It was quite unbelievable, of course, when Colonel Muammar Gaddafi, who had taken up arms to overthrow King Idris of Libya in began to talk like a monarch himself – a monarch who, moreover, believed in the ‘divine right’ of kings to rule.
Spouting fire at the ‘rebels’ who had taken up arms against his rule in February 2011, Gaddafi described them as “drug users” and “rats”. And he said his army would come looking for them “from house to house” and street to street to kill them.
Gaddafdi’s son and designated heir as ruler of Libya, Saif Gaddafi, was even more arrogant. He warned that the streets of Libya would run with “rivers of blood” if the opposition’s protests continued. The reports of hundreds dead were “a huge exaggeration”, Saif claimed.
The “opposition elements” causing trouble, he added, were those “living abroad” who were trying to stir up “an Egyptian-style Facebook revolution.” Saif added that the rebels were nothing but “drunkards and thugs” who were driving tanks about the streets. Like his father, he accused many of the ‘rioters’ of being ‘fuelled by drugs.’
Today, however, it is Muammar Gaddafi who is being sought “from house to house”. And Saif and his brother, Mohammed Gaddafi, are both in the hands of the rebels upon whom the Gaddafis had once poured contempt. The International Criminal Court (ICC), ever ready to “try” murderers from developing countries but completely unmoved by the relatively more hideous crimes of George W Bush (in Iraq and Afghanistan) or Tony Blair (Iraq and Afghanistan), wants the Gaddafis to be brought to the ICC to be tried.
Indeed, the Libyan tragedy is chockfull of ironies. For one of the most tragic issues in modern international geopolitics is the phenomenon of punishing millions of people while trying to “relieve” those same people from the tyranny of a ruler who is oppressing them.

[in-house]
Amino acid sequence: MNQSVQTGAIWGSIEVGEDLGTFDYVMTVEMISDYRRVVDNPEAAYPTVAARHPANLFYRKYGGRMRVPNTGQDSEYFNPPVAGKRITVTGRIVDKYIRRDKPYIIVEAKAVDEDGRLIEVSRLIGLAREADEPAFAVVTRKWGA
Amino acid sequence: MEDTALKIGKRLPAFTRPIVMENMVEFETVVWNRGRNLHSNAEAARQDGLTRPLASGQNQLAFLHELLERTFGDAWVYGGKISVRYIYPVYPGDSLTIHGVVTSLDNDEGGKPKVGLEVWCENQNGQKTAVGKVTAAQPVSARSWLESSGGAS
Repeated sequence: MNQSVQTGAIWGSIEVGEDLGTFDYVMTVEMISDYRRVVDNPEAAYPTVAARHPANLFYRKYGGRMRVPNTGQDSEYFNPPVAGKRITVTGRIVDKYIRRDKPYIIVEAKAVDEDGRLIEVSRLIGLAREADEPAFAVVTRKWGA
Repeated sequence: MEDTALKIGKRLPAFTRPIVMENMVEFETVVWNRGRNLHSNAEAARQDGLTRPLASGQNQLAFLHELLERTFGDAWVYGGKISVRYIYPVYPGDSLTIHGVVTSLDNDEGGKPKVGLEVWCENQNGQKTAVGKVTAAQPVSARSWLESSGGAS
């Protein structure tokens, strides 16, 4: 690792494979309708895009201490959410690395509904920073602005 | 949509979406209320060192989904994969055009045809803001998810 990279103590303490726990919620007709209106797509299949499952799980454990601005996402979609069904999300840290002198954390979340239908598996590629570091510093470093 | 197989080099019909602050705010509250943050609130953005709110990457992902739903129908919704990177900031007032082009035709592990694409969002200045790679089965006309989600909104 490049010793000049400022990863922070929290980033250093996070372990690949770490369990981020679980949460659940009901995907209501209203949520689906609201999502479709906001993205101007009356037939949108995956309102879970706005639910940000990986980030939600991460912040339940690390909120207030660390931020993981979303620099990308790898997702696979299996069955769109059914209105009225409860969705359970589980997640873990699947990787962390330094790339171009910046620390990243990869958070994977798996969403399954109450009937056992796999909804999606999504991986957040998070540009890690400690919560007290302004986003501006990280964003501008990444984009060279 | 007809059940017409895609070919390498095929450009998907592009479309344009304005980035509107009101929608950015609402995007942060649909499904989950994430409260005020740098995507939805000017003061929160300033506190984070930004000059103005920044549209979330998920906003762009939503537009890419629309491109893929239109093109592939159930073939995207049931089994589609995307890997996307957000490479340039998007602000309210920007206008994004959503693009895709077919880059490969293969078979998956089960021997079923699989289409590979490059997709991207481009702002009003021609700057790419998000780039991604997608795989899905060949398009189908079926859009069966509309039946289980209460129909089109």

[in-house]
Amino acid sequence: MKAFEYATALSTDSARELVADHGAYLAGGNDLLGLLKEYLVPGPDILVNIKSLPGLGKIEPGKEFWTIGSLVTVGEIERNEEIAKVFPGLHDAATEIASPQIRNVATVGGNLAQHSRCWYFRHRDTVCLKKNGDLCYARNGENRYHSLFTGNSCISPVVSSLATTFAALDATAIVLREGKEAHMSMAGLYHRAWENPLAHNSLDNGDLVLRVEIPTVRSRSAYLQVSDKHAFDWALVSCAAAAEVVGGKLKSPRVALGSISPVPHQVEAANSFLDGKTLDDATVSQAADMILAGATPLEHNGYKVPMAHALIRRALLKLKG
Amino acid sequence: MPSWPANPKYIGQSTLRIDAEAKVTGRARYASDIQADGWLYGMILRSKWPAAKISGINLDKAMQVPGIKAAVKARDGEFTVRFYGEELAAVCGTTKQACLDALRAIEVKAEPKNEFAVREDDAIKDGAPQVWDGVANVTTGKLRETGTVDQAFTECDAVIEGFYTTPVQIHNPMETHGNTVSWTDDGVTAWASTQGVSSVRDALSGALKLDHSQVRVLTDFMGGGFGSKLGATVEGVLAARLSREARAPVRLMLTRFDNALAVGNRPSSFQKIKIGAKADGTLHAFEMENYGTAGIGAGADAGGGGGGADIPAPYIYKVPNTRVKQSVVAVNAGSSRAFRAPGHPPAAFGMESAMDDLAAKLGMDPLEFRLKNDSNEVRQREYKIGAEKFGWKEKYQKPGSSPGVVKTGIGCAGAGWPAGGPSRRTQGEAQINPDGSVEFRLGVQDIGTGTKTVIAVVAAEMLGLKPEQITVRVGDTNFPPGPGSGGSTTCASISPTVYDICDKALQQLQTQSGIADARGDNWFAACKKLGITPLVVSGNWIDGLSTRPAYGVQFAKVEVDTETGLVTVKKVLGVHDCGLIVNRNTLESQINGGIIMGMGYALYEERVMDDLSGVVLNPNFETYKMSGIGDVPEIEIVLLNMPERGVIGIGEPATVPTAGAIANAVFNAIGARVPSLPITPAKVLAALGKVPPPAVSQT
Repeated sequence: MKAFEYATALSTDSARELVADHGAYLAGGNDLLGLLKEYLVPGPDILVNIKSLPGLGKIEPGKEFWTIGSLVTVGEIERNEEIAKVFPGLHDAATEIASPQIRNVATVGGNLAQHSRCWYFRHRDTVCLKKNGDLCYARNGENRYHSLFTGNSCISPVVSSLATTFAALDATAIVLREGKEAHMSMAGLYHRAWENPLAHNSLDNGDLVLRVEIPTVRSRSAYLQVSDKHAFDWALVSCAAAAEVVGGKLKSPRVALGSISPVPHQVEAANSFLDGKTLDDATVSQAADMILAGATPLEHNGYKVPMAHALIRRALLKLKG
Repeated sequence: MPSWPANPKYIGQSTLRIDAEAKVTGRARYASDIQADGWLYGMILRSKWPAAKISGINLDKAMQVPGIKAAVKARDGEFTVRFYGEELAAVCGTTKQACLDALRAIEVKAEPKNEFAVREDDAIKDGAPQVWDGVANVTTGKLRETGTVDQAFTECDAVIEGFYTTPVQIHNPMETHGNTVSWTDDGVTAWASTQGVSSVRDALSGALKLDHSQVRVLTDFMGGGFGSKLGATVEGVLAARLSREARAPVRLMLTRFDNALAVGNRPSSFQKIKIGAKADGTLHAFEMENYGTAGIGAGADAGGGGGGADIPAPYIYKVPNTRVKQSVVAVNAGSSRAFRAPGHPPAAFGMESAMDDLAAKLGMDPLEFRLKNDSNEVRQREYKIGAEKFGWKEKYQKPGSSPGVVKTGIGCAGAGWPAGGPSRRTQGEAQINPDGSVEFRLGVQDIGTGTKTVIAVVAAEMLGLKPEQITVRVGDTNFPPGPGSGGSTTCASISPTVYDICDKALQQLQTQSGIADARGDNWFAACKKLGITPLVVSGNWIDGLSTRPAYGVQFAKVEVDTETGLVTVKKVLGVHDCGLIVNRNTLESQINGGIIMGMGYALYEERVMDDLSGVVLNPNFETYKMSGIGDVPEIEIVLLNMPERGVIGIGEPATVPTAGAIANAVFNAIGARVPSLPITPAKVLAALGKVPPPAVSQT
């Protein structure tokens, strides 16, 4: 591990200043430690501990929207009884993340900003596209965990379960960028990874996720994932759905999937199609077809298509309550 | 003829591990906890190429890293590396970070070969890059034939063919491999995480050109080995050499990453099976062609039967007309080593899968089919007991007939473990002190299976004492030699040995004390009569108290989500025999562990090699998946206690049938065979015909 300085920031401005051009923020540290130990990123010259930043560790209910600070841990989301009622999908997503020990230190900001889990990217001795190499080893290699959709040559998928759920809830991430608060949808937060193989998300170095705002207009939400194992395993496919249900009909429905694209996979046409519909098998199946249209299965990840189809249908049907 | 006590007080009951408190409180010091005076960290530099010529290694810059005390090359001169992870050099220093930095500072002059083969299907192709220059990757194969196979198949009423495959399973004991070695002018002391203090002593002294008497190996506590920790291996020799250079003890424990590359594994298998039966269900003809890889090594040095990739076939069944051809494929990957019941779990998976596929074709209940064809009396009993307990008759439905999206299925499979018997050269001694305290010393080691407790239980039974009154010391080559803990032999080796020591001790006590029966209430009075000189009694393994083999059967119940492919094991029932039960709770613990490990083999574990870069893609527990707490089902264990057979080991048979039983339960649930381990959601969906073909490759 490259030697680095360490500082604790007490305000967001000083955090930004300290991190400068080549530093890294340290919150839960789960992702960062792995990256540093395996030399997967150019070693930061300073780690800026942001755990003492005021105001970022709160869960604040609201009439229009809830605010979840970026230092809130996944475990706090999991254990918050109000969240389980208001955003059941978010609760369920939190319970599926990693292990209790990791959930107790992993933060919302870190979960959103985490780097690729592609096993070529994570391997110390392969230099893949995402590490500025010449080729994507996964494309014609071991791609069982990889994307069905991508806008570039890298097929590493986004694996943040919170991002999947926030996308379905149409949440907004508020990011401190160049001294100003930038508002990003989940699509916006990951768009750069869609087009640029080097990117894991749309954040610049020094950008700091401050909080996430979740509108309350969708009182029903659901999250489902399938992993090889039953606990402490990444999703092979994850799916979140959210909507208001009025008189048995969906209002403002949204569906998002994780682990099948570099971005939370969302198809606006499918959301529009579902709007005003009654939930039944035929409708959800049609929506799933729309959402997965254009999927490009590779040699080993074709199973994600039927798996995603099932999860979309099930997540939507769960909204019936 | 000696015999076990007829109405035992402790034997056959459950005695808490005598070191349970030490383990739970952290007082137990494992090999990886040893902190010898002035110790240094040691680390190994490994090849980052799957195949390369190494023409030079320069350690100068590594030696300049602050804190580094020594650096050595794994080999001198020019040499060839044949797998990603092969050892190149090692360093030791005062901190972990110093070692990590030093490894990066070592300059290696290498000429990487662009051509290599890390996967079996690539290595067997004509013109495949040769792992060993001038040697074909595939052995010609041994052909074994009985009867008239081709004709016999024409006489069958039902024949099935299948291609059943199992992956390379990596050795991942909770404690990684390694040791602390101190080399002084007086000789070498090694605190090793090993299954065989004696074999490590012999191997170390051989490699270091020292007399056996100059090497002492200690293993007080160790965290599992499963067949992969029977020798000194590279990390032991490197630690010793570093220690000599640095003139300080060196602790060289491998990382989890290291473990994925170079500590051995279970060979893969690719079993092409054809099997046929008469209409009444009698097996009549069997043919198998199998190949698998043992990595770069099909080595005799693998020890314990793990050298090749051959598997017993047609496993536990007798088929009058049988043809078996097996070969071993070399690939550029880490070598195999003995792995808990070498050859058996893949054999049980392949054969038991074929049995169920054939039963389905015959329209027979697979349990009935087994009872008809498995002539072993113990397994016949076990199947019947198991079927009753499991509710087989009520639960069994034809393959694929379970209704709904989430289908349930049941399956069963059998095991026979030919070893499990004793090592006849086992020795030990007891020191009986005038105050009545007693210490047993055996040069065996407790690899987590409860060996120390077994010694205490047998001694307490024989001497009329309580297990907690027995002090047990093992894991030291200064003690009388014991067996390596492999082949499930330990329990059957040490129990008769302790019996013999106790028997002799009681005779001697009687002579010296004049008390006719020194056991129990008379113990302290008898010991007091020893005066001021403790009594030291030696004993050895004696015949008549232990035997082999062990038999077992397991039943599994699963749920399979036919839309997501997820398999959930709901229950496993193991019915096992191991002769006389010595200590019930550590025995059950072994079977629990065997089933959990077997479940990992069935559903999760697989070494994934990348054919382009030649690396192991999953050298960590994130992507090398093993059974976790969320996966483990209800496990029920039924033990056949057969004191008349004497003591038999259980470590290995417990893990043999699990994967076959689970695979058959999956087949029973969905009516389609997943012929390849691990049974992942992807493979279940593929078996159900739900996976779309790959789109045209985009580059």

We saw it at its worst in Iraq. Because the Americans and their allies wanted to get rid of Saddam Hussein – who was, undoubtedly, a murderous ruler in the eyes of many of his people -- the allies rained bombs on Iraqis from the air. They killed hundreds of thousands of Iraqi men, women and children.
Worse, their invasion served as a trigger to the resurgence of internecine animosities within Iraqi society, that resulted in yet more deaths of thousands who were innocent of any crime except that of belonging to one religious sect or the other. According to the US publication, Information Clearing House, the “number of Iraqis slaughtered since the U.S. Invaded Iraq [stands at] 1,455,590”.
Alas, there is a danger that the same tragedy has will happen before our very eyes in Libya, and from the best of motives. You see, when the North Atlantic Treaty Organisation (NATO) decided to intervene in the Libyan conflict, it did so to prevent the Libyan city of Benghazi from falling into the hands of the forces of Col. Muammar Gadhafi. Because of the terrible threats uttered against the rebels by the Gaddafis, humanitarian concern was aroused not only in NATO countries but elsewhere.